We've visited a lot of ancient ruins during our time in Albania but the one that had eluded us to date is Butrint National Park. Located in the southern most part of the country where Albania, Greece, and the Ionian Sea meet (with spectacular views of Corfu, Greece on a clear day), this ancient settlement dates back to the 8th century BC. Today's excavated ruins span over two thousand years from Hellenistic temples of the 4th Century to the defenses against the Ottoman Empire of the 19th century. Like much of her Balkan counterparts, Butrint was at various times a thriving community, the scene of epic battles, and occupied by conquering forces. It is referenced in Virgil's epic poem The Aeneid and was visited by Julius Caesar and Augustus. During more modern times (19th century) it was a small fishing village and visited by foreign diplomats and tourists who were guests of Ali Pasha. Excavation of the ruins by Italian archaeologists began in 1928, it was recognized as a UNESCO World Heritage Site in 1992, and became a 86 square kilometer national park in 2001.
Now we hadn't not visited intentionally prior to our visit. On more than one occasion we had made plans to go but something always derailed them. First there was the long weekend where it rained (and who wants to be tromping around ruins in wet weather?). Then there was the time the major north-south route from Tirana to southern Albania closed because of the snow. (The drive takes you along the coast and up through Llogara Pass providing travelers with sweeping views of both the Adriatic and Ionian Seas. However, because of the elevation snow often closes the road). Our next attempt was on a beautiful early June day when neither rain nor snow was in the forecast. I thought we were good to go. And then I was told about the snakes. Yes, snakes. Butrint is located in a rather swampy location in Albania and when you combine these conditions with warm weather and piles of old rocks and put them in a country with its share of snakes, both venomous and not, you have conditions that this snake-a-phobe is not willing to risk. In 1959, before Albania severed her ties with the then Soviet Union, Nikita Khrushchev visited Albania and a tour of Butrint was on his itinerary. In preparation for this visit a new road was constructed into the site of the ruins and local villagers used saucers of toxic milk to poison the thousands of venomous snakes who called the ruins home. All I can say is eeewww! There are apparently not as many snakes now as there were half a century ago, but just the mere mention of them, and a warning from a fellow snake fearing co-worker aborted our plans yet again. But then again, I'd rather be safe than sorry.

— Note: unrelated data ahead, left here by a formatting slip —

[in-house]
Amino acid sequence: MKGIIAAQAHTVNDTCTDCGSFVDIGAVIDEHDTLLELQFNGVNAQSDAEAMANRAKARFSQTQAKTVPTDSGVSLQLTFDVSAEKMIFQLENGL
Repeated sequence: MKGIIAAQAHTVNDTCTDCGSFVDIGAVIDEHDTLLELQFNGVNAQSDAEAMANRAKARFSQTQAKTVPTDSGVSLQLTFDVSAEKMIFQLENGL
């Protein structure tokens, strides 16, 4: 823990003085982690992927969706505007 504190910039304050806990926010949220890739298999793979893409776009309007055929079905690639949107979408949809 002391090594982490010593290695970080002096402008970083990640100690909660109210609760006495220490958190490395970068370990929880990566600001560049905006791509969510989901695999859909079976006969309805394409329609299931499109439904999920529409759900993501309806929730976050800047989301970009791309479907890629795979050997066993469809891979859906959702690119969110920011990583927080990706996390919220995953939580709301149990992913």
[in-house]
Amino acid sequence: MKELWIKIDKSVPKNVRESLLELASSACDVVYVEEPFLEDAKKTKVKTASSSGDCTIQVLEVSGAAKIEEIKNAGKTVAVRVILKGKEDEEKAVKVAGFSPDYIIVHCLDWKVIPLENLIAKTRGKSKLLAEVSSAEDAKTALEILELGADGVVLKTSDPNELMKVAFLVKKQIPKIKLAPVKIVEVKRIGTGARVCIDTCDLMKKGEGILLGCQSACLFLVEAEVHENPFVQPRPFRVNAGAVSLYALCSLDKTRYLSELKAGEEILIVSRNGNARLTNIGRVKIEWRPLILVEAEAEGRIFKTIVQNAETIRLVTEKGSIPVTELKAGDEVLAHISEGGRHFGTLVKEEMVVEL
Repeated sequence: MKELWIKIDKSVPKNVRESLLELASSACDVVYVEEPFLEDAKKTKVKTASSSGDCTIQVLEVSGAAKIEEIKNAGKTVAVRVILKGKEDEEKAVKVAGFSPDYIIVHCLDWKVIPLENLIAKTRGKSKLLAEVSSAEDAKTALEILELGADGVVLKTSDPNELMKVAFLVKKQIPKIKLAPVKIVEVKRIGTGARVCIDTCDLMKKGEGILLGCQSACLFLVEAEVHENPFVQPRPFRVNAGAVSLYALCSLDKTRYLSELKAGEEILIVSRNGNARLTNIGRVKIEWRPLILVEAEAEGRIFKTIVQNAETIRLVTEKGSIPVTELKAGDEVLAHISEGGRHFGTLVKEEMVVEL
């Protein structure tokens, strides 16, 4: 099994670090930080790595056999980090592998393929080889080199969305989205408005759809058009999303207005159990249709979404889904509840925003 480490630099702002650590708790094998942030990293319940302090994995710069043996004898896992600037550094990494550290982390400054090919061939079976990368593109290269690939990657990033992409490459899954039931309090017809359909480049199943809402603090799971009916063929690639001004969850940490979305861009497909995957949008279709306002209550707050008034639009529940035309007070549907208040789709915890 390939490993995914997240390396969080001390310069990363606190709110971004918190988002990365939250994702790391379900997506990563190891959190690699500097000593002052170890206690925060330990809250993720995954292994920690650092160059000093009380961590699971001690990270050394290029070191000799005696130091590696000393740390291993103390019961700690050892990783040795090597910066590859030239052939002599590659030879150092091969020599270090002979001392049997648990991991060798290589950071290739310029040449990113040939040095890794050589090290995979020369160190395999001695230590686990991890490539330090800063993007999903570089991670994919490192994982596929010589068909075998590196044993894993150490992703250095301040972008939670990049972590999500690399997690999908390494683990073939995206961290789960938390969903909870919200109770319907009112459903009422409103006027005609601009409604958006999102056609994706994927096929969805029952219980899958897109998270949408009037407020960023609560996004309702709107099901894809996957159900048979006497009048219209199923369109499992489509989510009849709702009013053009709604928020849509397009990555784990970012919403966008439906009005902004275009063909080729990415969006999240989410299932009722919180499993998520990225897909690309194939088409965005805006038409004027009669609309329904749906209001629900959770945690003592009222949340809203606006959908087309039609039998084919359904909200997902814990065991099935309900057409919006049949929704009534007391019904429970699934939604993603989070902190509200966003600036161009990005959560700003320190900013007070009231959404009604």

With family in town last week we finally made the trip south to Butrint. The weather was perfectly clear and cool and because it was post-tourist season, we essentially had the park to ourselves. The signs warning of snakes and bugs at ticket booth were a bit unnerving but I warned Sidney to stay on the marked paths and off we went. The ruins were indeed impressive and we were able to walk through one century and into the next as we explored the surprisingly well maintained stone ruins. Standing in the 3rd century BC amphitheater surrounded by pools of water was pretty amazing as was the the 6th century baptistery and the Great Basilica from the same period. From the reconstructed 16th century Venetian castle situated at the top of the hill and Butrint's "high point", we had sweeping views of the bay and Corfu beyond. Walking along the perimeter wall along the shoreline we saw shirtless fishermen smoking with their bamboo poles in the water and herds of sheep grazing along the opposite shore. We also saw the uniquely Albanian car ferry transporting vehicles across the narrow channel. For me, it was one of those "only in Albania" moments where decades and centuries collide in a single event. The experience really was priceless and unforgettable.
|Gateway to the amphitheater|
|An archway with a view|
|The Grand Basilica|
|Corfu, Greece as a backdrop|
And yes because we were in Butrint we saw one snake. Granted it was only a small brown one we weren't able to identify as it slithered across the path in front of us, but the sighting was enough to freak me out. And as our mosquito bitten faces and arms attested too, the bugs were prevalent as well. The stories and signage were true but we had been warned. I guess you could say we had a true Butrint experience after all. But in the end the visit was well worth it, snakes and mosquitoes and all.